Next is the lack of infrastructure. Nigeria has 36 states and a federal capital, yet the facility in Asaba is the first publicly commissioned one of its kind in the country; there are also some privately owned incinerators that a few companies in Port Harcourt use to treat wastes from vessels (ships), hospitals and industries. Lagos state and Abuja are relatively advanced, simply by virtue of having put in place a few managed landfills, but they are still far from having the level of facility that Asaba can now boast.

The backbone of Asaba’s progress is the state government’s commitment to put a proper waste management solution in place. We’ve seen the impact in the form of infrastructure, collections and remediation, and law enforcement work is starting to change people’s perception about waste management in Delta State. At the moment, plans are being concluded to setup another facility in Warri, Delta State’s industrial hub, which will be twice the size of the Asaba facility.?

My hope is that the progress made by Delta State will be a beacon for other states’ governments. The example we are providing of cleaner, hygienic, more environmentally responsible waste management, and the positive changes that is bringing about, should inspire new development elsewhere in the country, which could equal or even exceed Delta State’s results. So whilst Nigeria’s track record on waste may leave a lot to be desired, the path ahead could be a great deal more promising.

Note: The article is being republished with the kind permission of our collaborative partner Isonomia. The original article can be found at this link.

Different Strategies in Composting

Composting can be categorized into different categories depending on the nature of decomposition process. The three major segments of composting are anaerobic composting, aerobic composting, and vermicomposting. In anaerobic composting, the organic matter is decomposed in the absence of air. Organic matter may be collected in pits and covered with a thick layer of soil and left undisturbed six to eight months. Anaerobic microorganisms dominate and develop intermediate compounds including methane, organic acids, hydrogen sulphide and other substances. The process is low-temperature, slow and the compost formed may not be completely converted and may include aggregated masses and phytotoxic compounds.

Aerobic Composting

Aerobic composting is the process by which organic wastes are converted into compost or manure in presence of air. In this process, aerobic microorganisms break down organic matter and produce carbon dioxide, ammonia, water, heat and humus, the relatively stable organic end-product. Although aerobic composting may produce intermediate compounds such as organic acids, aerobic microorganisms decompose them further. The resultant compost, with its relatively unstable form of organic matter, has little risk of phytotoxicity. The heat generated accelerates the breakdown of proteins, fats and complex carbohydrates such as cellulose and hemicellulose. Hence, the processing time is shorter. Moreover, this process destroys many micro-organisms that are human or plant pathogens, as well as weed seeds, provided it undergoes sufficiently high temperature. Although more nutrients are lost from the materials by aerobic composting, it is considered more efficient and useful than anaerobic composting for agricultural production.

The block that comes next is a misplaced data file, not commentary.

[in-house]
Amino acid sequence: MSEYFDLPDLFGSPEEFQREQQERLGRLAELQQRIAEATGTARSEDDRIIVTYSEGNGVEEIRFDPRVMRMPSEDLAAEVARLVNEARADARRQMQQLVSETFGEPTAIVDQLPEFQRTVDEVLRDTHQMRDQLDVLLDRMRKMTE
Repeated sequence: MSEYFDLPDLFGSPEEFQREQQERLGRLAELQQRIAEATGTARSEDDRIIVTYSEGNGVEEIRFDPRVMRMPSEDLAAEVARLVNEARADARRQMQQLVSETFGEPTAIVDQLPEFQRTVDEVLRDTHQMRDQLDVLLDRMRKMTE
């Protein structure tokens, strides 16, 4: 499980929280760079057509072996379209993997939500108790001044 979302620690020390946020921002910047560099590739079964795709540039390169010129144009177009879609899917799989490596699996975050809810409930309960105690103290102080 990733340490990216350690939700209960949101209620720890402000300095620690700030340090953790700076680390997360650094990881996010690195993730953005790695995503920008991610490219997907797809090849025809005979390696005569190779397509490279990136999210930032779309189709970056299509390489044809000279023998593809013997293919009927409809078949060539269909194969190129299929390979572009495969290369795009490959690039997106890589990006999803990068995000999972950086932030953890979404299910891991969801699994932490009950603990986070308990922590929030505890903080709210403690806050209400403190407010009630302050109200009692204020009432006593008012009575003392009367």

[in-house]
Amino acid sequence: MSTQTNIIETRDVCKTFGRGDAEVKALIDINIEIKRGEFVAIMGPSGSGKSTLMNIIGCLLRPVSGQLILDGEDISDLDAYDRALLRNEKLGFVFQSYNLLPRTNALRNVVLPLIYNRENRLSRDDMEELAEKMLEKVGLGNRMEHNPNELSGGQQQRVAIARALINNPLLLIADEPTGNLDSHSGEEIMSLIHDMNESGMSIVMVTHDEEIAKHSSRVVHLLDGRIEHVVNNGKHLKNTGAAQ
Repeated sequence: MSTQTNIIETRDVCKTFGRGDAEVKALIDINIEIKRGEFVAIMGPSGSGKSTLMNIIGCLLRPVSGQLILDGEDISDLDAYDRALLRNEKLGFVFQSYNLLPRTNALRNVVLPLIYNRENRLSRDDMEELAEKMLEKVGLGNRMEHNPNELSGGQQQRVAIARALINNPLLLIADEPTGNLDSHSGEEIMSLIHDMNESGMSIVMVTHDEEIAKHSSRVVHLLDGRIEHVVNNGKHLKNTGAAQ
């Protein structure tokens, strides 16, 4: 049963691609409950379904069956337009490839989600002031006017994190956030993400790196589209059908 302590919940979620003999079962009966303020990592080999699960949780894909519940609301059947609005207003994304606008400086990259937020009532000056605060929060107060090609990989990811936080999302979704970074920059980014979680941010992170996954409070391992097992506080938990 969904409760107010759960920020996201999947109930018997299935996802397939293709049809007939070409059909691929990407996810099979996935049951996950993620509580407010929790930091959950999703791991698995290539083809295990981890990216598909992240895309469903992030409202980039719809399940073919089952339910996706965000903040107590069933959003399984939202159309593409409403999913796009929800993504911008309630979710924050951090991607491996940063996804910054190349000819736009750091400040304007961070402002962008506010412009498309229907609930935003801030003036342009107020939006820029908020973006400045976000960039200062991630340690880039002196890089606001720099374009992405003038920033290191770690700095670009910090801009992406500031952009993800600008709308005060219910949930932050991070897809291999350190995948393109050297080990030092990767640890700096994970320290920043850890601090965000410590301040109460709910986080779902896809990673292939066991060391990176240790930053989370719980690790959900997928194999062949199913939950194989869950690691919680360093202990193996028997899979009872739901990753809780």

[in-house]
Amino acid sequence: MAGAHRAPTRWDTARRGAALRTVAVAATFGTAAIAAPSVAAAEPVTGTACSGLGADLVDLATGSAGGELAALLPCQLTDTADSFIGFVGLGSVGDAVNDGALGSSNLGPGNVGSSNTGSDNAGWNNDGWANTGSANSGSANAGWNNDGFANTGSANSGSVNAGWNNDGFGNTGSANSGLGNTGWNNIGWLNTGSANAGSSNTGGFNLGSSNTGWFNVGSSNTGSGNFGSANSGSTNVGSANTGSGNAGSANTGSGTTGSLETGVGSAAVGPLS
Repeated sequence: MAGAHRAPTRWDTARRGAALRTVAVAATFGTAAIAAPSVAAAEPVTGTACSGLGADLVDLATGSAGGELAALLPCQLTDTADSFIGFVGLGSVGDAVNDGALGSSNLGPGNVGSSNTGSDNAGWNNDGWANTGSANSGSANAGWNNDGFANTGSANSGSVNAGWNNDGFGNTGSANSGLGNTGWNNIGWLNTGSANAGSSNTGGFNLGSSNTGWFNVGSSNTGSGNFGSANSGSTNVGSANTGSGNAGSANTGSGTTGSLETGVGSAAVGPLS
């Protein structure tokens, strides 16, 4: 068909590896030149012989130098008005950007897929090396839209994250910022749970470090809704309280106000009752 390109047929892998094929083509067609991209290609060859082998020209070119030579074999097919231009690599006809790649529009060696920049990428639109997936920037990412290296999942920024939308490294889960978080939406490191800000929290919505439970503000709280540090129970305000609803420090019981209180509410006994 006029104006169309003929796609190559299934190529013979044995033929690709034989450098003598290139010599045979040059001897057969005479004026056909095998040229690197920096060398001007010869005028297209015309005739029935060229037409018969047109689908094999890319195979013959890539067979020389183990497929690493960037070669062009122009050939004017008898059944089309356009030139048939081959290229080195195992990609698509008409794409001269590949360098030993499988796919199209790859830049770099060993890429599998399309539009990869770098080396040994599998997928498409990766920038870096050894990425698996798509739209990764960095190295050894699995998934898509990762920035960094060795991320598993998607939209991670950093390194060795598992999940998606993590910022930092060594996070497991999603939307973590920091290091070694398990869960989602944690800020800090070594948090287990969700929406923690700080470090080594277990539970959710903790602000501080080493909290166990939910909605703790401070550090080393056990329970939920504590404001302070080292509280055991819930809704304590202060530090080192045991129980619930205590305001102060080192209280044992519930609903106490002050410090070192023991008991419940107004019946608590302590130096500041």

There are a variety of methods for aerobic composting, the most common being the Heap Method, where organic matter needs to be divided into three different types and to be placed in a heap one over the other, covered by a thin layer of soil or dry leaves. This heap needs to be mixed every week, and it takes about three weeks for conversion to take place. The process is same in the Pit Method, but carried out in specially constructed pits. Mixing has to be done every 15 days, and there is no fixed time in which the compost may be ready. Berkley Method uses a labor-intensive technique and has precise requirements of the material to be composted. Easily biodegradable materials, such as grass, vegetable matter, etc., are mixed with animal matter in the ratio of 2:1. Compost is usually ready in 15 days.

Vermicomposting

Vermicomposting is a type of composting in which certain species of earthworms are used to enhance the process of organic waste conversion and produce a better end-product. It is a mesophilic process utilizing microorganisms and earthworms. Earthworms feeds the organic waste materials and passes it through their digestive system and gives out in a granular form (cocoons) which is known as vermicompost. Earthworms consume organic wastes and reduce the volume by 40–60 percent. Each earthworm weighs about 0.5 to 0.6 gram, eats waste equivalent to its body weight and produces cast equivalent to about 50 percent of the waste it consumes in a day. The moisture content of castings ranges between 32 and 66 percent and the pH is around 7.

The level of nutrients in compost depends upon the source of the raw material and the species of earthworm. Apart from other nutrients, a fine worm cast is rich in NPK which are in readily available form and are released within a month of application. Vermicompost enhances plant growth, suppresses disease in plants, increases porosity and microbial activity in soil, and improves water retention and aeration.